The former windmill has dominated the skyline for over 250 years
It towers over Thomas Street, but how well do you know one of The Liberties’ best known landmarks? We take a look at the history of St Patrick’s Tower.
St Patrick’s Tower is an 18th century smock windmill originally part of a distillery which established to the north of St James’s Gate. At the time, the area surrounding the Liberties was a focal point for the city’s milling-related industries right through the medieval and post-medieval periods, as harvest came into the city of Dublin and was processed and sold on to the city’s inhabitants.
St Patrick’s Tower was originally built as a ‘smock’ windmill around 1757. Smock windmills are so-called because their sloping, horizontally weather-boarded tower resembled a farmer’s smock. This type of mill was often octagonal or hexagonal with a fixed body and had a rotating cap which held the roof, the sails, the windshaft and the brake wheel. The original late 18th century windmill was presumably used to grind malted barley for the Thomas Street distillery, however Thomas Street also held Dublin’s grain market and corn mills are documented on Watling Street and James’ Street.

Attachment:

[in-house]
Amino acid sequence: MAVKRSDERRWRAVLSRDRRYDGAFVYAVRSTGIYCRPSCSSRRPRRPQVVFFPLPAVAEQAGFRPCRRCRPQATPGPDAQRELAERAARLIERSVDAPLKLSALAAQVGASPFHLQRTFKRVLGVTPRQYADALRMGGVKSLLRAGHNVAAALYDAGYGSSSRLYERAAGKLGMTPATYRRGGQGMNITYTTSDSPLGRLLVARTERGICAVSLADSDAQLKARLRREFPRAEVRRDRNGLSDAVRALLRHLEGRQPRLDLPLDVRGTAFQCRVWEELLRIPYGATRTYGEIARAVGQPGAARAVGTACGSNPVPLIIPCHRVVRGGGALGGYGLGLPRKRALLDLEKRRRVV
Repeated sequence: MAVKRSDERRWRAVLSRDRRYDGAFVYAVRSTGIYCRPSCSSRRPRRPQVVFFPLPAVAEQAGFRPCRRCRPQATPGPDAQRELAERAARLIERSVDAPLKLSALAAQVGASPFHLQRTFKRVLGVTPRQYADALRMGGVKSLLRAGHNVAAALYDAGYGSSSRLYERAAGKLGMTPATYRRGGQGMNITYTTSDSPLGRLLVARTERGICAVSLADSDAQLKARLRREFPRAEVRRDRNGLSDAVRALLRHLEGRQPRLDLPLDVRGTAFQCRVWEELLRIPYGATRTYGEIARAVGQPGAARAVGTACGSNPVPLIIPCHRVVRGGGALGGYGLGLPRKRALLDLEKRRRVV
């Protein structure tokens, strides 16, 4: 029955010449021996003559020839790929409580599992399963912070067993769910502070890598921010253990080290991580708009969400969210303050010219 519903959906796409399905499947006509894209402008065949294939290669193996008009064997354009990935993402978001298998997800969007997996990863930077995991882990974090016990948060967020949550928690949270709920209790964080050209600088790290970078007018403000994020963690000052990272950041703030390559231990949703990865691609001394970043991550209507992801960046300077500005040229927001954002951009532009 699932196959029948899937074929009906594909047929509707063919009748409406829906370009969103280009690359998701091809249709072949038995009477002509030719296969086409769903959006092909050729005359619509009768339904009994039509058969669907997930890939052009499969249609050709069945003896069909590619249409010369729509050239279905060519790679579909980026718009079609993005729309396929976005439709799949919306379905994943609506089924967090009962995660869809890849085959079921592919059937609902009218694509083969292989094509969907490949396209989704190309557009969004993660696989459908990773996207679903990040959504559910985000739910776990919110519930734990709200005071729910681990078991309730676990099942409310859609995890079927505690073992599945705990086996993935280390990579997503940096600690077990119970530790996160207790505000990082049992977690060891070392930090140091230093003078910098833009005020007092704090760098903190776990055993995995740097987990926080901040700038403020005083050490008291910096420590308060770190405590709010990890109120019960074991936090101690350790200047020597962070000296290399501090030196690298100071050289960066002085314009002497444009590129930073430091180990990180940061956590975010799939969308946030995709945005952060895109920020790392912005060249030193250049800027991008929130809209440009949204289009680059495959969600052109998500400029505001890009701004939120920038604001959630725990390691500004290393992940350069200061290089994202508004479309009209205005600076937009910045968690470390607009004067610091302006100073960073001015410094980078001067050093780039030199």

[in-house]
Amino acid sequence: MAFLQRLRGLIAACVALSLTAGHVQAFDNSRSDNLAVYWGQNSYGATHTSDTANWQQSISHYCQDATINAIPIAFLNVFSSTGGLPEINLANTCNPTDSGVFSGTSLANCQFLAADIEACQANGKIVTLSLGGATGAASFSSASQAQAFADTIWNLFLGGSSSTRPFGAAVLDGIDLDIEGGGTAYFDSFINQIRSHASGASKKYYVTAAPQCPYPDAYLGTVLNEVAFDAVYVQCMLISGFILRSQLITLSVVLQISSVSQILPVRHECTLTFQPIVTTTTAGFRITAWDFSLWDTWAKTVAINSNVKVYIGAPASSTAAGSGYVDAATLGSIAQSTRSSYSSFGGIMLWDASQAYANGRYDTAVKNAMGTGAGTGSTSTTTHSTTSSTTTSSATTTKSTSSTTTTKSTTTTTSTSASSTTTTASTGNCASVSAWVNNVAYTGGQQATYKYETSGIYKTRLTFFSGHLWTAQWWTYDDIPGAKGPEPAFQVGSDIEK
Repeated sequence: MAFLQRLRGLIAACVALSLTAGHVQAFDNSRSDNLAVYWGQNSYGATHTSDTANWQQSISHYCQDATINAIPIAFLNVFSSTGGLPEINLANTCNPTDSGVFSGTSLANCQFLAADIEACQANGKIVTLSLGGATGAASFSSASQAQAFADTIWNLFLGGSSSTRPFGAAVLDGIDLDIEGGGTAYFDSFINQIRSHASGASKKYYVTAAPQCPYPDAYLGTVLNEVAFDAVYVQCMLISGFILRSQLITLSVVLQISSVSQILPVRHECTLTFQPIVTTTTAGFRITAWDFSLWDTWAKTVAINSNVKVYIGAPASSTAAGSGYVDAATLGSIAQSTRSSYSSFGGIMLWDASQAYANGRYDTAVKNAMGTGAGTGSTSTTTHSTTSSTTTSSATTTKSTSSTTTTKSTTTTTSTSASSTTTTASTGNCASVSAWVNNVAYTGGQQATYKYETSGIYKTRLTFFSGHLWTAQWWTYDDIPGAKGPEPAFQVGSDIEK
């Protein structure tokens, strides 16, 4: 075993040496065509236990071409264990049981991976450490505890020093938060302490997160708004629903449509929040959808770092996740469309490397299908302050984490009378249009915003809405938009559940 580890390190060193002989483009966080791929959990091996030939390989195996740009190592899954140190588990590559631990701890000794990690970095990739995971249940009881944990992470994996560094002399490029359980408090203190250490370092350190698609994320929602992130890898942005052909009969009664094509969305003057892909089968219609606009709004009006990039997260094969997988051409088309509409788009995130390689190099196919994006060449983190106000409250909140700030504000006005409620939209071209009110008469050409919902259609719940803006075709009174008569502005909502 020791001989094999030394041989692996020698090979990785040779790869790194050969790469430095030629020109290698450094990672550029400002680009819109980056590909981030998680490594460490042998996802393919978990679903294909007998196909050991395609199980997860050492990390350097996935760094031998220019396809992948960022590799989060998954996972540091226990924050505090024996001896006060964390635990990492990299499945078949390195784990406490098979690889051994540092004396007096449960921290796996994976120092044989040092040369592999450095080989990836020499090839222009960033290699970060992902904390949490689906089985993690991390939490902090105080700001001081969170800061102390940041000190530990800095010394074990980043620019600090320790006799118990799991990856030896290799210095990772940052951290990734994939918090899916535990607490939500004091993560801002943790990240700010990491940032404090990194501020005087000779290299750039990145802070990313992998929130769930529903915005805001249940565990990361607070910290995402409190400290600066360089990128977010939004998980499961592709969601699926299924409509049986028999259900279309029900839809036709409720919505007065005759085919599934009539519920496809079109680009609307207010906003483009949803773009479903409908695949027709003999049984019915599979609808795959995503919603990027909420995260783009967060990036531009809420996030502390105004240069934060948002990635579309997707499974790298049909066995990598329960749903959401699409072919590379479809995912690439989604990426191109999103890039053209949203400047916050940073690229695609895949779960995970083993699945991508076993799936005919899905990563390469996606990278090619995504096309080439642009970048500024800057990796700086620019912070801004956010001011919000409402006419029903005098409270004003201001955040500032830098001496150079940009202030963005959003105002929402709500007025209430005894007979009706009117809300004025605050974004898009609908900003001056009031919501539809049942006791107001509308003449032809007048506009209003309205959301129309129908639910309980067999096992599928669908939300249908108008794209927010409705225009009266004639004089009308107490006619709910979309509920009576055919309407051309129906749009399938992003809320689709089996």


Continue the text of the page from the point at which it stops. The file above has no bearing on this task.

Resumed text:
The windmill appears to have been extensively rebuilt in the beginning of the 19th century, likely around 1810. Its also likely that not long after, it began to be converted for steam engine use, with the result that by the 1820s the sails of the windmill were largely defunct and were probably removed shortly thereafter.
In 1862 George and Henry Roe inherited their father’s whiskey distilling company and for some years enjoyed great prosperity. At its height, the Thomas Street Distillery milled 1 ,500 barrels of barley a day, boasting a mile of conveyor belts, and another of elevator screws, five steam engines, seven 30ft by 7ft boilers and four factory chimneys.
In 1889 Roe amalgamated with William Jameson of Marrowbone Lane and the Dublin Whiskey Distillery of James Road, with the new firm trading under the name of Dublin Whisky Distillers (DWD). In 1890 the complex covered seventeen acres and extended from Thomas Street crossing two streets to Usher’s Quay. At its height, the distillery had an output of two million gallons per year, the highest in Britain or Ireland.
As most of their profits came from exports, they began to face competition from Scottish whiskies and in the 1920s, prohibition closed the US market, devastating Dublin’s whiskey industry. Roe Distillery eventually ceased trading at the end of the 1920s.
When Guinness & Co. purchased St Patrick’s Tower in 1948, the former windmill was in a poor state of repair and a programme of repair was undertaken by the company in the 1950s, costing £5,000.
Today, the tower stands over the site of Digital Hub, which was established in 2003. While the tower lies empty and unused for now, there are plans afoot that will hopefully see it become accessible and used again in time.
Taken from work by Antoine Giacometti, Archaeology Plan Heritage Solutions for The Digital Hub